LEXINGTON, Ky. (March 5, 2012) — The University of Kentucky today announced the state’s first implantation of the SynCardia Total Artificial Heart as a bridge to transplant. UK is one of 29 medical centers in the country certified to perform this procedure.
pictured: Dr. Mark Plunkett, chief of Cardiothoracic Surgery and the co-director of the Linda and Jack Gill Heart Institute explains how the SynCardia Total Artificial Heart works as patient Zack Poe looks on.
On Friday, Feb. 10, 20-year-old Zack Poe of Maysville, Ky., became the state’s first patient to receive the Total Artificial Heart. Poe, diagnosed with heart failure on Jan. 3 at St. Elizabeth Hospital in Edgewood, Ky., was referred to UK for consideration of advanced treatment options by Dr. D.P. Suresh.
The Total Artificial Heart (TAH) is a device that contains the same components as a real human heart. For patients who are dying of end-stage biventricular failure, the only options are an immediate donor human heart or a TAH as a bridge to transplant. The TAH helps keep patients healthy while waiting on a viable donor heart to become available — which could take weeks, months, or even years.
UK surgeons Dr. Charles Hoopes, director of the UK Heart and Lung Transplant Program and the Mechanical Cardiac Support Program, and Dr. Mark Plunkett, chief of Cardiothoracic Surgery and the co-director of the Linda and Jack Gill Heart Institute, have both received certification from SynCardia to perform this procedure. To become eligible to perform the procedure, medical centers are required to undergo a stringent four-part
“UK HealthCare’s ability to save and improve the lives of the most critically ill patients from Kentucky and beyond by performing procedures such as transplants, VADs (ventricular assisted devices) and now the Total Artificial Heart with the Freedom Driver, makes us truly one of the most comprehensive, multidisciplinary medical facilities in the country,” said Dr. Michael Karpf, UK executive vice president of health affairs.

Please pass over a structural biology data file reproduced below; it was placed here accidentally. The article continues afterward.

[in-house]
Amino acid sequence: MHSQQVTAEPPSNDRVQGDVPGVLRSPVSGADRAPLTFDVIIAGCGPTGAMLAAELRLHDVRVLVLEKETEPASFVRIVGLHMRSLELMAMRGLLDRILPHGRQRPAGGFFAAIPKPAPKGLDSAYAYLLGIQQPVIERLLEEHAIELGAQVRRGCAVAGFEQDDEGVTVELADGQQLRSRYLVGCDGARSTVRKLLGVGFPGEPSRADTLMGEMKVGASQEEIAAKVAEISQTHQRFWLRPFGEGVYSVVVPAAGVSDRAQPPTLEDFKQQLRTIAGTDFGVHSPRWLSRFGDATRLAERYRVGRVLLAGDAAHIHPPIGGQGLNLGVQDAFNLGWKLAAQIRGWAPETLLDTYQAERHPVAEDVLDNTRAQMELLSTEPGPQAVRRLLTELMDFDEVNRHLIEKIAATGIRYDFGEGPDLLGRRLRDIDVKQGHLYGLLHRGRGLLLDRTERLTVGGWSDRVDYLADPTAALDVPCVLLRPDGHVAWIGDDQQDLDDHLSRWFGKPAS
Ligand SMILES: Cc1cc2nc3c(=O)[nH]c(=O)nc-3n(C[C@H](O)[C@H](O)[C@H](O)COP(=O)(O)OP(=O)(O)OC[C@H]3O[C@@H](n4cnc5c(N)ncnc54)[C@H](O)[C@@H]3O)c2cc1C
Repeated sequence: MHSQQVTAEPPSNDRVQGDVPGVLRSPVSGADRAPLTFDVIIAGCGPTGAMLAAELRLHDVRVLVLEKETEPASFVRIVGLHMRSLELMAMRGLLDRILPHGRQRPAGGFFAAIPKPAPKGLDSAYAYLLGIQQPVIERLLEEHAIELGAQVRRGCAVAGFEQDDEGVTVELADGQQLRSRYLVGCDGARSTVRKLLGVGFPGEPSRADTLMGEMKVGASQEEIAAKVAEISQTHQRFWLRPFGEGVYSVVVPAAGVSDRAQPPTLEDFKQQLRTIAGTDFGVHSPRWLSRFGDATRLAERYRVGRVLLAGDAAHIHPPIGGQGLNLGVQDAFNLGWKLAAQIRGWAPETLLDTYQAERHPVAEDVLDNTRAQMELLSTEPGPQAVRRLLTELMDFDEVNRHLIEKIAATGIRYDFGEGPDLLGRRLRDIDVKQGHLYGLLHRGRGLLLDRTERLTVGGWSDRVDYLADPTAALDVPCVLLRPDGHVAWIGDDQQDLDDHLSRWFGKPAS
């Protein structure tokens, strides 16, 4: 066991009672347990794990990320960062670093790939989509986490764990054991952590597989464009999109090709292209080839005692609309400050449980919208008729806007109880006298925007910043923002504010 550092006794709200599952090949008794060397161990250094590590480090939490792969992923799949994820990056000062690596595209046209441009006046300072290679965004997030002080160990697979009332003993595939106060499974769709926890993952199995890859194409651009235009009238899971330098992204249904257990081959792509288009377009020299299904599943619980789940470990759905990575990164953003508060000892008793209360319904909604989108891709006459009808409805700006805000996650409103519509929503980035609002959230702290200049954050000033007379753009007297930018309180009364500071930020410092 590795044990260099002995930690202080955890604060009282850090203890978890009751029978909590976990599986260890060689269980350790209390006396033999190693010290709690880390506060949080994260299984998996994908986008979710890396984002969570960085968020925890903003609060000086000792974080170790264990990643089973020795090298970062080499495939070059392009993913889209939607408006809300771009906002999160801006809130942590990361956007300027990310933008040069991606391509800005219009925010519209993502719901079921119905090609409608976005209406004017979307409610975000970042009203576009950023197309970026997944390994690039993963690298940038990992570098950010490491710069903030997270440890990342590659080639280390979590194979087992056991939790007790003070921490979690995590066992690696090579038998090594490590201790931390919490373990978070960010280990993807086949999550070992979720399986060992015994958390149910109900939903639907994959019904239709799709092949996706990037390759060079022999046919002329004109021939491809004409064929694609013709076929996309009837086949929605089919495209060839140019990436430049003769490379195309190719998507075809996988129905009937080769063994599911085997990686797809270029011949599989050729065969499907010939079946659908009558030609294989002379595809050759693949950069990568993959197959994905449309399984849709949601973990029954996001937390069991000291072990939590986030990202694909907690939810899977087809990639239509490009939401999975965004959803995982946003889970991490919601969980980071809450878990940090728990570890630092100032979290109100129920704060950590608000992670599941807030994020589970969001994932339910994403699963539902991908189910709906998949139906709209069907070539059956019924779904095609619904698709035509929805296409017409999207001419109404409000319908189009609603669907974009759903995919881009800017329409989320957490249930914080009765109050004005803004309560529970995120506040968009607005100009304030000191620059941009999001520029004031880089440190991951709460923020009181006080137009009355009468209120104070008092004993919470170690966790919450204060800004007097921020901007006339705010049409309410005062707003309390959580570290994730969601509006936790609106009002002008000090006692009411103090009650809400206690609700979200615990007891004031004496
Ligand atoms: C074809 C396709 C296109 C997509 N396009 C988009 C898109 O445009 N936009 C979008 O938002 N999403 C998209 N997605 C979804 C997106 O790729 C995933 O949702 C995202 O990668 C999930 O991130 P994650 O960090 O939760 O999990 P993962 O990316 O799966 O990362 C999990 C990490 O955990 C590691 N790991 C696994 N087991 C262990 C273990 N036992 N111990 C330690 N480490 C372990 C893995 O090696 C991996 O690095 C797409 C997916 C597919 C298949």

At the time of his diagnosis, Poe’s ejection fraction — a measurement that shows the amount of blood the heart can pump out into the body during each beat — was less than 10 percent, according to Dr. Navin Rajagopalan, the Medical Director of Heart Transplantation and Heart Failure Services at UK. Ejection fraction in a healthy individual is generally 55-75 percent.
“Apart from his heart failure, Zack is a strong, healthy young man,” Hoopes said. “But because of the severity of the heart failure, we felt he was the perfect candidate to receive the Total Artificial Heart while he waits on an appropriate donor heart.”
Hoopes and Plunkett led the surgical team during the procedure. Within days of the surgery, Poe was able to get up and move around his room.
“The surgery took about four hours and was extremely successful. We are delighted with the way Zack has responded to the Total Artificial Heart,” Plunkett said. “His blood flow has dramatically improved, and he was up walking around within several days of the surgery. He’s made a remarkable recovery and he’s feeling better than he has in months.”
Poe’s mobility improved greatly last week when he received the SynCardia Freedom Driver, a wearable, portable device that powers the Total Artificial Heart. The Freedom Driver weighs just 13.5 pounds and is carried in a small backpack or shoulder bag.
With the Freedom Driver — currently available only as part of a clinical trial in the U.S. — patients can return home and resume many of their daily functions while waiting on a new heart.
“The mobility that the Freedom Driver allows is a great benefit to patients who receive the SynCardia Total Artificial Heart,” said Dr. Jay Zwischenberger, chair of the UK Department of Surgery. “Zack will be able to go home and enjoy his life, rather than waiting months in a hospital room for a donor heart.”
A second UK patient underwent successful Total Artificial Heart implantation last Wednesday. The patient is currently recovering in the hospital and doing well.